Local News

Triangle grassroots organizations hold 'Rally Against Hate'

Posted December 3, 2016 7:01 p.m. EST
Updated December 6, 2016 11:36 a.m. EST

Triangle grassroots organizations hold "Rally Against Hate" in Raleigh.

— Shortly after the election, the Ku Klux Klan posted about holding a parade Saturday, but never announced a location or time.

Anticipating a parade, the Triangle Unity May Day Coalition, which is made up of grassroots organizations from around the region, organized a rally in downtown Raleigh. Exercising their first amendment right to protest, hundreds gathered in opposition of the KKK and President-Elect Donald Trump.

“I think that Donald Trump was elected on a lie,” protester Kim Koo said. “And he’s just using sentiments to arouse people’s fear, really.”

At Moore Square, people assembled to speak out about speech they described as hateful, divisive and gaining in currency since the election.

Heather Hester heard about the rally on social media and brought along her 12-year-old daughter, Maria, to demonstrate the importance of speaking out.

“Everyone that’s not an old, white man has been attacked, and that’s not okay. And you can’t stay on the sidelines. And you can’t stay quiet,” Hester said.

She said it’s the “old, white men” who feel they are the ones under attack in a diversifying country.

“They’re scared. It’s going to be okay. It’s going to be okay. You don’t have to be afraid,” Hester said.

“Our country shouldn’t have to go through all of this hate just because they’re different, just because you’re different means there’s something special about you,” Maria Hester said.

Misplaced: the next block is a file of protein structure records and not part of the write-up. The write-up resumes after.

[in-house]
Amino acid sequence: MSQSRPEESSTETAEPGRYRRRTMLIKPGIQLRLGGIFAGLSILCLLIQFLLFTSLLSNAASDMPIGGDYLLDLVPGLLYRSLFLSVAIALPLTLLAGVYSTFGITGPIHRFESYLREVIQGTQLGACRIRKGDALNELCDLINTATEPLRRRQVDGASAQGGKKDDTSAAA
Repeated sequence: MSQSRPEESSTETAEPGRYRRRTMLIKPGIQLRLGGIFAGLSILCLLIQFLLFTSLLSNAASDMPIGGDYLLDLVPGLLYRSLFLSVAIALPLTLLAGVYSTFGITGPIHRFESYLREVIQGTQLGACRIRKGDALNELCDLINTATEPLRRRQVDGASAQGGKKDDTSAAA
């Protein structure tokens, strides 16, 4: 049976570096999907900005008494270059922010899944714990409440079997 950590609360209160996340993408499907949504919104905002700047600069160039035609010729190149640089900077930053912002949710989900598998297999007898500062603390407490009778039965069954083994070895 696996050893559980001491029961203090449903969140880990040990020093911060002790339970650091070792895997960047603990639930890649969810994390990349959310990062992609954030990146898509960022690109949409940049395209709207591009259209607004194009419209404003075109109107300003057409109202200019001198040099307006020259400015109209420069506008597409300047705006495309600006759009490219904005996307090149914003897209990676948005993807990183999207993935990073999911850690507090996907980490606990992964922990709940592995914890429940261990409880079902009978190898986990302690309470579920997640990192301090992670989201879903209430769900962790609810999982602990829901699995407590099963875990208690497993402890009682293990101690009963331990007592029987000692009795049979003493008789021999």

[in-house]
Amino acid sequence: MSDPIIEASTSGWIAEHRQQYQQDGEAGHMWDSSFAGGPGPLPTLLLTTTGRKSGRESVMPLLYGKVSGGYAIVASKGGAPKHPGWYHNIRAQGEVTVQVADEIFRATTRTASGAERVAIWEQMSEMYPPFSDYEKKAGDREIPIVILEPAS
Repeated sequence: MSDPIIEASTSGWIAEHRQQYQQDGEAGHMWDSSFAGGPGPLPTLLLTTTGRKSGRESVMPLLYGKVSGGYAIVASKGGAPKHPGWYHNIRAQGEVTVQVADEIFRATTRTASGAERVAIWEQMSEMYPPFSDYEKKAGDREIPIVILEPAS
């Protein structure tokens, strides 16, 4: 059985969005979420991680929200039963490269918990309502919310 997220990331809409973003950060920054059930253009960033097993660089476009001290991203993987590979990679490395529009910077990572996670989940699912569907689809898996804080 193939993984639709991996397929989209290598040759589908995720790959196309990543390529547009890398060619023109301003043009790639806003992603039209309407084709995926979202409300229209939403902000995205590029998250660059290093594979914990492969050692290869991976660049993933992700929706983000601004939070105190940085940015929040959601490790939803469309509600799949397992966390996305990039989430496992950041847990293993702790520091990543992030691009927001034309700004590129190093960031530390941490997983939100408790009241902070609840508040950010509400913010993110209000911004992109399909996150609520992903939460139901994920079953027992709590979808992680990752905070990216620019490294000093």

The crowed exercised their freedom of speech on signs, which read: "No hate in our state" and "Build bridges not walls."

Speakers expressed their concern and energized the public to keep speaking out for causes they feel are important.

“There is power amongst our unity, there is fight in our spirit. We will not be turned back. We will not be denied,” a speaker said.

With the election being over, the elected next president is a man demonstrators said has stoked old prejudices, making the country hot with anger. Kim Koo of Rocky Mount said that makes it all the more important for people like her to assemble.

“We are not as powerless as everybody thinks we are. If we get together like what we’re doing today, we can be a powerful force. That will change the country,” Koo said.

Many people who have been angry since the election said the rally gave them an opportunity to peacefully voice their anger or concern.

I’ve been trying to find things I can do peacefully, and this seems like a good way to show up and support what’s going on,” protester Ben Rauscher said.